There are incidental pleasures here but, overall, a disappointing return.



In his first fiction since the story collection Last Night (2005), the acclaimed veteran author chronicles the life and loves of a Manhattan book editor over a 40-year period. 

Okinawa, 1945. The Americans and Japanese are preparing for the climactic battle of the Pacific. Salter’s sweep is panoramic but his eye, God-like, is also on the sparrow, a 20-year-old officer in the U.S. Navy, Philip Bowman. It’s a stunning opening, displaying a mastery of scale that will not be repeated. Bowman is the protagonist: loyal, conscientious, a virgin (there’s no rush), from a modest home in New Jersey. He’s very close to his schoolteacher mother (father absconded in his infancy). After Harvard, Bowman is hired by the high-principled owner of a small literary publishing house. He meets Vivian at a bar. She’s from Virginia, part of a rich, horsey set. As lovers, they transcend mortality, becoming gods and goddesses. Everyday life is more difficult. Bowman believes the unlettered Vivian, now his bride, is educable; she’s not. At a Christmas house party in Virginia, the young couple is obscured by hard-drinking minor characters with easy morals. The narrative is studded with these striking vignettes; in retrospect, they’re a swirling mass, losing their particularity. In London on a business trip, Bowman meets a married woman, just as rich, and scales new heights of passion with her; their affair will fizzle out, like his marriage to Vivian. Bowman’s work gets less attention. Salter writes with cosmopolitan ease but avoids the nitty-gritty of the business; Bowman floats above all that, while somehow acquiring the respect of his peers. His third great passion is a disaster. An ill-defined American woman with a teenage daughter appears to be his soul mate; then she cheats on him. Four years later, Bowman uses the daughter in a shockingly cruel way; to make matters worse, this thoughtful man fails to examine his conduct. Without his self-knowledge, there is nothing to knit the novel together.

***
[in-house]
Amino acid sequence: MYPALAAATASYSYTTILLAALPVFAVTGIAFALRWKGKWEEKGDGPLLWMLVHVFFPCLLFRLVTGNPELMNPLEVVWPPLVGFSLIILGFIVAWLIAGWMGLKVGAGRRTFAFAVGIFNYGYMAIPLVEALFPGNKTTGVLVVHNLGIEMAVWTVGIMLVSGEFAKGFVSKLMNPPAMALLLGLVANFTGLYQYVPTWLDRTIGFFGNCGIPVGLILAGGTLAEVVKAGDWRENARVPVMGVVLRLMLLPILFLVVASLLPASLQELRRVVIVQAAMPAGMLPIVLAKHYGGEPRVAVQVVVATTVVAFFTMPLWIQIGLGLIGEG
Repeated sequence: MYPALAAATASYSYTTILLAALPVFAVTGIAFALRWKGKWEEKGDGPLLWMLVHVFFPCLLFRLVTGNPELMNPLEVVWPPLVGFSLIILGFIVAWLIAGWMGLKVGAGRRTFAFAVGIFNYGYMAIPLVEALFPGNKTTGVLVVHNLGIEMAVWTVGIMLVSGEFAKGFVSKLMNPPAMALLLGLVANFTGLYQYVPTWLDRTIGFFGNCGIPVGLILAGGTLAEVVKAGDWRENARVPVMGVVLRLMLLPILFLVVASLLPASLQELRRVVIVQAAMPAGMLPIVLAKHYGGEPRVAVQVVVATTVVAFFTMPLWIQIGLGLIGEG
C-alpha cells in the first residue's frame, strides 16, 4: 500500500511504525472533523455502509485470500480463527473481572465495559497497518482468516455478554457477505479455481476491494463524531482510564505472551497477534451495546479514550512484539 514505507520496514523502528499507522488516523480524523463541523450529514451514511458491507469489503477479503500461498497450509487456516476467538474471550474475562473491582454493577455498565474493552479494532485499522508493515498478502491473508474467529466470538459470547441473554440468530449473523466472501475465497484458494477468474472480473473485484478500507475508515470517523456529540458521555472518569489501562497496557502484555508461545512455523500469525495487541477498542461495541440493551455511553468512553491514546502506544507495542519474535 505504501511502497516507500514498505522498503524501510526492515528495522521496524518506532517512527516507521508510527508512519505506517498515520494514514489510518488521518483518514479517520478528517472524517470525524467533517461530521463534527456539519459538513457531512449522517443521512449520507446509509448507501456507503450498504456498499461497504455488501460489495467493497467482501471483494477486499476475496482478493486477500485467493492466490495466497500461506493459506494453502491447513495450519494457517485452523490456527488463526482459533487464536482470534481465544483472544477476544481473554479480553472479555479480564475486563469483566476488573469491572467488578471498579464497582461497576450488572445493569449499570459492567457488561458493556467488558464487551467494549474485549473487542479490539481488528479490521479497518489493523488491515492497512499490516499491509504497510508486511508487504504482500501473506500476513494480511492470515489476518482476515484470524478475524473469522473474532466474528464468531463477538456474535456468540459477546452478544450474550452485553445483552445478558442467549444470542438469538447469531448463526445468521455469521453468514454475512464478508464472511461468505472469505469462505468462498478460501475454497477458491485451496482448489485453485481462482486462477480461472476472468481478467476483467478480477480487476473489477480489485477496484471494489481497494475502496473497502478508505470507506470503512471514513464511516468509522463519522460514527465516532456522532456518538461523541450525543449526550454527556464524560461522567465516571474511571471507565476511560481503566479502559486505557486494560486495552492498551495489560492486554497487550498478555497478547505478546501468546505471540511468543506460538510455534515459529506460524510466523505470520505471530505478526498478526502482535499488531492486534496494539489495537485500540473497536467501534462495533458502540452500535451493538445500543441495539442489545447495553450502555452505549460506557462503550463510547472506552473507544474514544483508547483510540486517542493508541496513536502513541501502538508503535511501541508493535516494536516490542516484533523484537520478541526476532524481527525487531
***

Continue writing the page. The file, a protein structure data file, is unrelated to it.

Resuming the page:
There are incidental pleasures here but, overall, a disappointing return.

Pub Date: April 2, 2013

ISBN: 978-1-400-04313-2

Page Count: 304

Publisher: Knopf

Review Posted Online: Jan. 6, 2013

Kirkus Reviews Issue: Jan. 15, 2013

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Kin “[find] each other’s lives inscrutable” in this rich, sharp story about the way identity is formed.

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Inseparable identical twin sisters ditch home together, and then one decides to vanish.